Pricking out asparagus

Asparagus is one of the most popular vegetables. The preparation of the spears is simple and takes little time. The pricking of the asparagus, however, is far more elaborate and only comes off quickly with some practice.

  • Pricking asparagus is strenuous, but not witchcraft
  • correct technique is crucial
  • special tools make the work easier
  • Caution is required to avoid damaging regrowing stalks

Prick asparagus


The term “prick” refers only to white asparagus, because in this vegetable asparagus the stalk is cut below the ground. Green and purple asparagus, on the contrary, grows above ground and can therefore simply be cut at the surface of the soil.

Grüner Spargel

Growth of the asparagus plant


The popular spears of white asparagus are actually the shoots of the asparagus plant, which are pricked at the surface of the earth before sprouting. They grow upwards from the so-called root crown through the asparagus stem to sprout on the surface.

However, from the crown grows not only one shoot, but several. However, not all shoots come to the surface at the same time. Therefore, close to an asparagus spear ready for harvesting, there may be a regrowing one hidden in the ridge. Towards the end of the harvest season, the shoots are then allowed to follow their natural growth so that the plant does not die.

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Utensils
There are special tools for asparagus pruning:

  • long, curved asparagus knife (asparagus pricker, pricking knife) with ergonomic handle
  • Asparagus trowel
  • pricking gloves (high tactile and fingertip feeling)
  • special harvesting basket with cover

However, you can also easily replace these utensils with

  • a chisel (gouge)
  • a trowel
  • tight-fitting gardening gloves
  • a basket with damp towels and/or a cover

Pricking asparagus – instructions

recognize asparagus shoots ready for harvesting

Spargel stechen - Reife Stange erkennen

Whether you are standing in front of a plant with harvestable stems, you can tell by the following characteristics:

cracks can be seen on the surface of the perineum
small part of the asparagus head protrudes from the soil (very rare, because it is not desirable)

digging

Since the asparagus hole must be resealed after harvesting, you should dig up the asparagus so that the soil remains on the dam surface. Digging is done as follows:

spread two fingers around the spear
use them to dig away soil around the asparagus spear to a good depth (expose asparagus).
Tip: When digging, be careful not to damage neighboring stalks.

Spargel stechen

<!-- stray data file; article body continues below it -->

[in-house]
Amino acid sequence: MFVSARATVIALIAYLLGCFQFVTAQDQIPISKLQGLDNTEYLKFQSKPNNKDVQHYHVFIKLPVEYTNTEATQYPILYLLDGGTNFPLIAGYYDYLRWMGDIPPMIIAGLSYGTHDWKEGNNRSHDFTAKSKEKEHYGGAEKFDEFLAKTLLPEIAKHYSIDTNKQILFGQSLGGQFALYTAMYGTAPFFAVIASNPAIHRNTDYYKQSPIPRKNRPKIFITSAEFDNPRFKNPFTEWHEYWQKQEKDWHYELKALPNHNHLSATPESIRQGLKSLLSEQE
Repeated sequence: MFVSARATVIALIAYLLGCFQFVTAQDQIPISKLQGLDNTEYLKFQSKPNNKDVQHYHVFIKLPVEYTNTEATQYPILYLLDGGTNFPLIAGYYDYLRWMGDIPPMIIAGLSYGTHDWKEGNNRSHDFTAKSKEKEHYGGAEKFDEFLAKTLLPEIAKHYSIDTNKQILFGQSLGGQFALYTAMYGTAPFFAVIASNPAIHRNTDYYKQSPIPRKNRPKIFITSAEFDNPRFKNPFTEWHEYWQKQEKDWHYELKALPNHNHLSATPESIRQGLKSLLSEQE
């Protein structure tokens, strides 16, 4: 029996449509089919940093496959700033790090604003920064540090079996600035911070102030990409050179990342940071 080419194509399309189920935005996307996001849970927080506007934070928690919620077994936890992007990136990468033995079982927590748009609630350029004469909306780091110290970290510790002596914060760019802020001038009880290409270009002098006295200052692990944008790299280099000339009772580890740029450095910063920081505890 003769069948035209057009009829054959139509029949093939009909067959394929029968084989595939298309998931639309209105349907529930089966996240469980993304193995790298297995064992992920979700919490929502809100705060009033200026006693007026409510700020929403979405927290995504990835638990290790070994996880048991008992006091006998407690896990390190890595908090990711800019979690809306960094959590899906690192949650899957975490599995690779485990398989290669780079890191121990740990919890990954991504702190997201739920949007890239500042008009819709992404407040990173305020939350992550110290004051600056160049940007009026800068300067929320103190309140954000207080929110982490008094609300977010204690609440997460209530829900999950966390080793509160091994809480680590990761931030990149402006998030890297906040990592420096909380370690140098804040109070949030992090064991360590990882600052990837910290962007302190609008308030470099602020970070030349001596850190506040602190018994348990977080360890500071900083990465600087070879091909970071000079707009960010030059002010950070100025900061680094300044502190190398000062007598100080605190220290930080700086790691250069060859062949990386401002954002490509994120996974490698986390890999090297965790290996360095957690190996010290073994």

prick the asparagus

To cut the asparagus, insert the asparagus knife

about thirty centimeters deep and
parallel to the spear
and cut the asparagus spear with one or two movements.

Note: However, you should not guide the asparagus knife down too deep to avoid damaging the root crown.

remove and store

Once you have stabbed the spear, tilt the asparagus knife slightly backward. This will push the asparagus up and make it easier to get out of the hole. So that the vegetable asparagus does not dry out, it goes immediately into the basket.

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Frisch gestochener Spargel im Korb

close the hole

Once the harvested asparagus spear is taken care of, you should quickly close the hole so that the neighboring spears can continue to grow well. Use the flat side of the asparagus trowel to smooth the surface so that regrowing asparagus can be easily seen.

Frequently asked questions


When is the right time to prick asparagus?


Basically, you can harvest the white spears throughout the day. However, the ideal time to prick asparagus is in the morning or evening.

When is the harvest time of asparagus?


It is difficult to determine the exact time to start harvesting asparagus, as it depends on the weather and soil temperature. However, asparagus harvesting usually takes place in May and June.

How long does it take to harvest a kilogram of asparagus?


For novices, the practice time is given as 30 minutes. If you already have some practice, you should have stung a kilo of the white spears in about 25 minutes during the peak season.

Author

  • James Jones

    Meet James Jones, a passionate gardening writer whose words bloom with the wisdom of an experienced horticulturist. With a deep-rooted love for all things green, James has dedicated his life to sharing the art and science of gardening with the world. James's words have found their way into countless publications, and his gardening insights have inspired a new generation of green thumbs. His commitment to sustainability and environmental stewardship shines through in every article he crafts.

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